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The potential of personal projects

By Sam Jones | Design | Aug 21, 2013

Personal projects allow us the freedom to work on whatever we want, to experiment or to try something new. With no client demands and no set deadlines, the direction and final outcome is entirely down to you. In essence, personal projects give you the opportunity to do exactly the sort of work that you want to be doing. It can even lead to opportunities to do that sort of work on a professional level.

The tools available today make it easier than ever to share work online and thanks to social media your project could potentially reach thousands if not millions of people. The wonderful thing about that is that you just don’t know who will see it, whether it’s the Creative Director at an agency or the Founder of a start-up, and there’s no telling what opportunities could arise from it.

The stories below are prime examples of what can happen when you share your personal projects online:

 

James White’s experimental illustrations

After spending a year trying to break into the world of movie poster design, James White of Signalnoise was feeling frustrated. His latest project had been squashed at the last minute, which understandably put him in a bit of a funk. James worked his way out of it by experimenting with new illustration techniques and working on a series of self-initiated illustrations, which he shared via Instagram and Twitter. Amidst all of this he got a call from Canon Canada who hired him to develop a series of camera illustrations in celebration of their 40th anniversary.

Signalnoise camera illustrations

 

Fred Nerby’s redesign of Facebook

Fred Nerby, a designer based in Brisbane, Australia, published an unsolicited redesign of Facebook on his Behance account at the beginning of this year and it become a huge hit. The project went viral and was featured by a number of very popular blogs and online magazines. On Behance alone the project has been viewed over 370,000 times. The success of Fred’s redesign lead to job offers from a number of companies, including Facebook themselves.

Fred Nerby Facebook redesign

 

Ji Lee’s ‘The Bubble Project’

Troubled by the fact that once “public” places are being seized by corporations to post ads and propagate their messages, designer Ji Lee wanted to transform these annoying corporate monologues into open public dialogues. He did this by producing 30,000 stickers in the shape of speech bubbles and placing them on top of ads, inviting the public to write something on them — a project that would later be known as ‘The Bubble Project’. The project initially began to grow slowly but once it had been featured on boingboing.net, views of the project jumped from around 100 to over 50,000. A number of agencies keen to capture the imagination in the same way that Ji Lee had with ‘The Bubble Project’ then asked him whether he would consider freelancing for them.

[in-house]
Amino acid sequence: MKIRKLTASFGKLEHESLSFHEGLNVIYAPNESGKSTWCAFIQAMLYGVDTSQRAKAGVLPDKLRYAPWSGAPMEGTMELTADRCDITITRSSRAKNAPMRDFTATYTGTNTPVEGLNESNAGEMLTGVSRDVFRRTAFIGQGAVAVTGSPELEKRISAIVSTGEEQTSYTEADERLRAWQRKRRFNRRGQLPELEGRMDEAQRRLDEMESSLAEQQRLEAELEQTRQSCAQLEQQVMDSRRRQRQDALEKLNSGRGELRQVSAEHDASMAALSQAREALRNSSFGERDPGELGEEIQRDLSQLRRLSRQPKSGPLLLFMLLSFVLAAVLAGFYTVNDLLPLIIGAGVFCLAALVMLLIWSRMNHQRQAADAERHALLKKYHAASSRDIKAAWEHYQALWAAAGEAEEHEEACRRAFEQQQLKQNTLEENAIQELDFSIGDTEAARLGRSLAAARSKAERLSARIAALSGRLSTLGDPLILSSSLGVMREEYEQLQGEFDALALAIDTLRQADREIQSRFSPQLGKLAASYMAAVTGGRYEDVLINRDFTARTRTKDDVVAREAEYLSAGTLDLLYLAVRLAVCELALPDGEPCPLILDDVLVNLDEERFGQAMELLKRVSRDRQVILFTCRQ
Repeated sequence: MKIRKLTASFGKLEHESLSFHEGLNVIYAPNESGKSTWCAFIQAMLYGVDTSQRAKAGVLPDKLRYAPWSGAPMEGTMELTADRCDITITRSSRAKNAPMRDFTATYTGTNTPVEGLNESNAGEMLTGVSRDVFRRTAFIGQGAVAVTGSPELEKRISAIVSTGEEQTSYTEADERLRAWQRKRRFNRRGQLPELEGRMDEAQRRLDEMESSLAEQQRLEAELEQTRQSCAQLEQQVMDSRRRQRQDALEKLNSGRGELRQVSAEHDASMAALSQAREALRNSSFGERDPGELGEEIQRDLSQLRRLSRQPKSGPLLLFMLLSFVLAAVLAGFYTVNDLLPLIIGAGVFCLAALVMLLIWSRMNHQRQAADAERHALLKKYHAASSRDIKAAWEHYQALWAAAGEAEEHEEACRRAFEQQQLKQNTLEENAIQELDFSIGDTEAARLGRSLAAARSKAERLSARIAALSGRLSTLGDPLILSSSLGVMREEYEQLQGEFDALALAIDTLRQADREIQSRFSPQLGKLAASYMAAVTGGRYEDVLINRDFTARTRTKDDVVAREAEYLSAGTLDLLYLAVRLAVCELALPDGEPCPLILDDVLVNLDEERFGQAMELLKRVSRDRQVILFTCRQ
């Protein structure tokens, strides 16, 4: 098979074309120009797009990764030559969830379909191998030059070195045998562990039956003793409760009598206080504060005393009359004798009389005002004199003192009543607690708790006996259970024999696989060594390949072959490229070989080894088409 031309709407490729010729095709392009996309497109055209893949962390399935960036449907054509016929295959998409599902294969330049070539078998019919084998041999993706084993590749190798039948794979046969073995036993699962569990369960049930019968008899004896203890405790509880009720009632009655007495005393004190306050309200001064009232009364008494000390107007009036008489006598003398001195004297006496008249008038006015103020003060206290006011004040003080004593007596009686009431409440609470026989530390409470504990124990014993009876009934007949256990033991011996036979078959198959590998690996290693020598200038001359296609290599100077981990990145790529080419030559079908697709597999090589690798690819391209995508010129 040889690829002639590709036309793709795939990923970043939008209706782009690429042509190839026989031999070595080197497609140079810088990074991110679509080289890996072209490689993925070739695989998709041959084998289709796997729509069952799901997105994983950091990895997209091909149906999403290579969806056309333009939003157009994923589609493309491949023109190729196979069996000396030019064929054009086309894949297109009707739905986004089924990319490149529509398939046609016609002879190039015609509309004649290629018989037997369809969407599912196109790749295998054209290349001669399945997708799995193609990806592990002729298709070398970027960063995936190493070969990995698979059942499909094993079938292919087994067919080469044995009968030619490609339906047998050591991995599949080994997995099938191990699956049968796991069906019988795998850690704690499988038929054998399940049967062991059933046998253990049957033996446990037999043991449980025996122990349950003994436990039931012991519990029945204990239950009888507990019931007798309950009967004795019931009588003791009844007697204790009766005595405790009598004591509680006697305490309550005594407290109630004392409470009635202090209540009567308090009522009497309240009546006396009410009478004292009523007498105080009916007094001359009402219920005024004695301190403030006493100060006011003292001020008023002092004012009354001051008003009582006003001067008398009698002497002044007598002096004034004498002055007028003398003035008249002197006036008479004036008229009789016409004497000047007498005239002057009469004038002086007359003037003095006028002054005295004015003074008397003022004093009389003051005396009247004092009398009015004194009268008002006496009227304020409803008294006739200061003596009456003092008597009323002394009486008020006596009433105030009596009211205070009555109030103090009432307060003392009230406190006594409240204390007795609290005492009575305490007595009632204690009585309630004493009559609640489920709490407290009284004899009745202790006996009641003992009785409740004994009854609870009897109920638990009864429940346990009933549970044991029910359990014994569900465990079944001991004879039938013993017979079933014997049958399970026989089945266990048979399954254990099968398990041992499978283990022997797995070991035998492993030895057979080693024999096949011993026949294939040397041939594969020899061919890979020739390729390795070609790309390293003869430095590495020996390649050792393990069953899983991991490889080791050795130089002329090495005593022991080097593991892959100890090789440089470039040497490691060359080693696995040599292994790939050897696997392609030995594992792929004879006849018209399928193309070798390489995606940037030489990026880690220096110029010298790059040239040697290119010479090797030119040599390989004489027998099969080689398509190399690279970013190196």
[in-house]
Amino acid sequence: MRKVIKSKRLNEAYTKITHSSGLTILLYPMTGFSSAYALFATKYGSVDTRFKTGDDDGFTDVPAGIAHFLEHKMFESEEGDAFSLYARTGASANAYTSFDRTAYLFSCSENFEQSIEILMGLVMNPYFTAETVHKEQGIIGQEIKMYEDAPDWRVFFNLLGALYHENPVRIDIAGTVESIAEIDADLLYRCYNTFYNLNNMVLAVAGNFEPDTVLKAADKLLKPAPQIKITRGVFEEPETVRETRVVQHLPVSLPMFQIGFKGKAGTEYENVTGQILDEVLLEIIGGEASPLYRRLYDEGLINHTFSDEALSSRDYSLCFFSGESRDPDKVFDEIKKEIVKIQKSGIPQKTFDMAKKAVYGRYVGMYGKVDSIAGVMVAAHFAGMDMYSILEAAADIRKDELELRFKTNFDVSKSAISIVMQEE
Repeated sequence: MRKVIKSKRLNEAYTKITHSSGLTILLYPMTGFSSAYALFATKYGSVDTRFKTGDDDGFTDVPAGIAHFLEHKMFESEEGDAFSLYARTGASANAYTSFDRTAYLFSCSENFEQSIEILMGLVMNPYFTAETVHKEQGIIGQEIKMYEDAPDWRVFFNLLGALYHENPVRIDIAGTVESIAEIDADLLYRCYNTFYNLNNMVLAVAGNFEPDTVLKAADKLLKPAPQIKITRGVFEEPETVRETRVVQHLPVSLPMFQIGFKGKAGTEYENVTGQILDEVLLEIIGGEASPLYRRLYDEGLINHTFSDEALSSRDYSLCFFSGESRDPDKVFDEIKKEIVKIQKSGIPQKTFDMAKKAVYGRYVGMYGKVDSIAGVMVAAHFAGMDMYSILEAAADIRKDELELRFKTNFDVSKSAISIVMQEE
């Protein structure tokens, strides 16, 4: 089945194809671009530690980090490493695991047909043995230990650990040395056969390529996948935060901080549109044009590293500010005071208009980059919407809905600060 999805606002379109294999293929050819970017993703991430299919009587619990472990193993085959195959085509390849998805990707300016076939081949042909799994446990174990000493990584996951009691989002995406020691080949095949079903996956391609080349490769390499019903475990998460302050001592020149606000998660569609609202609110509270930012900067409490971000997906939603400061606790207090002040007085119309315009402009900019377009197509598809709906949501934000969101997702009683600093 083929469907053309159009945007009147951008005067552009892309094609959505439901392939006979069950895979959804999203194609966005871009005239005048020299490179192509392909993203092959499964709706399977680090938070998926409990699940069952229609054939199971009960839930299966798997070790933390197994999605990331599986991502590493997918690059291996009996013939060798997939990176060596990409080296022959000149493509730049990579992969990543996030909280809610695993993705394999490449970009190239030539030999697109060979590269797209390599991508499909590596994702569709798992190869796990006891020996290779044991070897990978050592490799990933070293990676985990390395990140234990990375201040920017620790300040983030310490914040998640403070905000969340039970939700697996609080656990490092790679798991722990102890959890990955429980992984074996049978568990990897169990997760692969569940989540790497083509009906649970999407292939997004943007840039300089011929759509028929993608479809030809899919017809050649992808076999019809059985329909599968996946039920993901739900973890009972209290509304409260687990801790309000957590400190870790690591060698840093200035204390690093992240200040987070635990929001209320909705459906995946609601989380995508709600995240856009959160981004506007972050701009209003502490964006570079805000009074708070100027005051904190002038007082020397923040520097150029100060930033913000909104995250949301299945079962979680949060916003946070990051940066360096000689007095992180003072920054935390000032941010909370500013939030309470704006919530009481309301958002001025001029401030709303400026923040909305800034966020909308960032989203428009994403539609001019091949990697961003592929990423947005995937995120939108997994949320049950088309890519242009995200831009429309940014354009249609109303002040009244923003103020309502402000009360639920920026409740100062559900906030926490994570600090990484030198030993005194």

The Bubble Project

These are just some examples of personal projects leading to professional opportunities, demonstrating the power of personal projects in the digital age. If you lack experience in certain areas, not only can you use personal projects to hone your skills but you can also use them to demonstrate what you can really do — you don’t need to wait around for a client to hire you to show off your sklls.

If you’re ever short on client projects, don’t just try and repeatedly sell your portfolio. Work on something new and put it out there, you never know what might come of it.

 

Have you worked on any personal projects recently? What was the response like? Let us know in the comments.

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  • http://www.web123partners.com.au/ Bianca Board

    It’s nice to see designers go crazy like this. Unfortunately when you have clients, often your true creative potential can go by the way side :(

  • j_rob

    Great Article, Inspirational!

  • P Mort

    Aren’t unsolicited redesigns generally frowned upon, and considered bad for the industry? I’ve seen the Facebook thing before, and it was cool, but at the same time I can see how anyone responsible for the actual design taking offense to that, and it gives credence to the lie that a design is simply about the ‘look’ of the site. I remember hearing Sarah Parmenter and Josh Long chiding this practice pretty good on their Happy Monday podcast recently, and have seen objections to it elsewhere.

    Would like to see more articles on personal/side project ideas, especially for web. When you don’t have a client list to show off on your portfolio, when any in-house/corporate place you have worked for hasn’t amounted to anything you would want to showcase, but you need to showcase ‘something’ (especially someone like me who doesn’t fit into the mold of a “young” designer and is generally excused as not having a large body of work), and web projects are so much more involved than a typical graphic/logo/type design project, personal/side projects are crucial. But for web, you’re not just the visual designer, suddenly you’re the coder (depending on the complexity, this could mean PHP, Ruby, whatever), content creator, photographer, illustrator, etc. Each of those is a specific discipline in its own right.

    I’m in a rut if anyone can’t tell. Currently overhauling the portfolio because the in-house work I’ve done is ‘lacking’ in quality and quantity, to say the least (and even if I do redesign them “my way”, there’s not enough for a solid body of work). BRB, grabbing a Snickers™.

  • Matthias Eger

    Hello together,

    the redesign of Facebook from Fred Nerby is really really great.
    The new “box-design” is a great way to present information on a webpage.

    Thank you for this nice article and suggestion.

    Matthias Eger
    from http://www.matthiaseger.de
    Germany